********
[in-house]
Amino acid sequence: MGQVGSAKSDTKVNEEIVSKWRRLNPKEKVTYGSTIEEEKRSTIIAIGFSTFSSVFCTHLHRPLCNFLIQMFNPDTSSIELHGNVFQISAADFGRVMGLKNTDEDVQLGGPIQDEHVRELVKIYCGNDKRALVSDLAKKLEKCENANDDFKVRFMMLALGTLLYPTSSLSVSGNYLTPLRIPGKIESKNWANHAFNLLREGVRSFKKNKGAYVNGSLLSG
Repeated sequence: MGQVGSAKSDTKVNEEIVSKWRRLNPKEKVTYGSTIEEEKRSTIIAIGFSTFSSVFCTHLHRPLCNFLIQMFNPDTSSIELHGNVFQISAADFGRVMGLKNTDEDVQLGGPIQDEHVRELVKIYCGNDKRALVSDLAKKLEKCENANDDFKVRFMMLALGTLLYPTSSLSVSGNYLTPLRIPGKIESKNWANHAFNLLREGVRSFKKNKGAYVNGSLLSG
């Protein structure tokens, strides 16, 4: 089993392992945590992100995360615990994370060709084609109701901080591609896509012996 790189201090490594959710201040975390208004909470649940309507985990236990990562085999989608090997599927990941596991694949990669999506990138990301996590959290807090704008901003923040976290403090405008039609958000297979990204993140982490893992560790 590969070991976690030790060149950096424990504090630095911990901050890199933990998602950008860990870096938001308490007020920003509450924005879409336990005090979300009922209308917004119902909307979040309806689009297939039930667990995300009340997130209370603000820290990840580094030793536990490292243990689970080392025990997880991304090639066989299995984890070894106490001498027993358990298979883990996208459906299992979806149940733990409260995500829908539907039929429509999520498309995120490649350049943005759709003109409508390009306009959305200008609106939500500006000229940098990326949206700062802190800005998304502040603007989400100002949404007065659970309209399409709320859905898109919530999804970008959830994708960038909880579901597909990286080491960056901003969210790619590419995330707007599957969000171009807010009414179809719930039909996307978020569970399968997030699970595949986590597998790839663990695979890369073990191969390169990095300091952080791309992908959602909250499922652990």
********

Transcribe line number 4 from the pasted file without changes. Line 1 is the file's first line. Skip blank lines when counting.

């Protein structure tokens, strides 16, 4: 089993392992945590992100995360615990994370060709084609109701901080591609896509012996 790189201090490594959710201040975390208004909470649940309507985990236990990562085999989608090997599927990941596991694949990669999506990138990301996590959290807090704008901003923040976290403090405008039609958000297979990204993140982490893992560790 590969070991976690030790060149950096424990504090630095911990901050890199933990998602950008860990870096938001308490007020920003509450924005879409336990005090979300009922209308917004119902909307979040309806689009297939039930667990995300009340997130209370603000820290990840580094030793536990490292243990689970080392025990997880991304090639066989299995984890070894106490001498027993358990298979883990996208459906299992979806149940733990409260995500829908539907039929429509999520498309995120490649350049943005759709003109409508390009306009959305200008609106939500500006000229940098990326949206700062802190800005998304502040603007989400100002949404007065659970309209399409709320859905898109919530999804970008959830994708960038909880579901597909990286080491960056901003969210790619590419995330707007599957969000171009807010009414179809719930039909996307978020569970399968997030699970595949986590597998790839663990695979890369073990191969390169990095300091952080791309992908959602909250499922652990």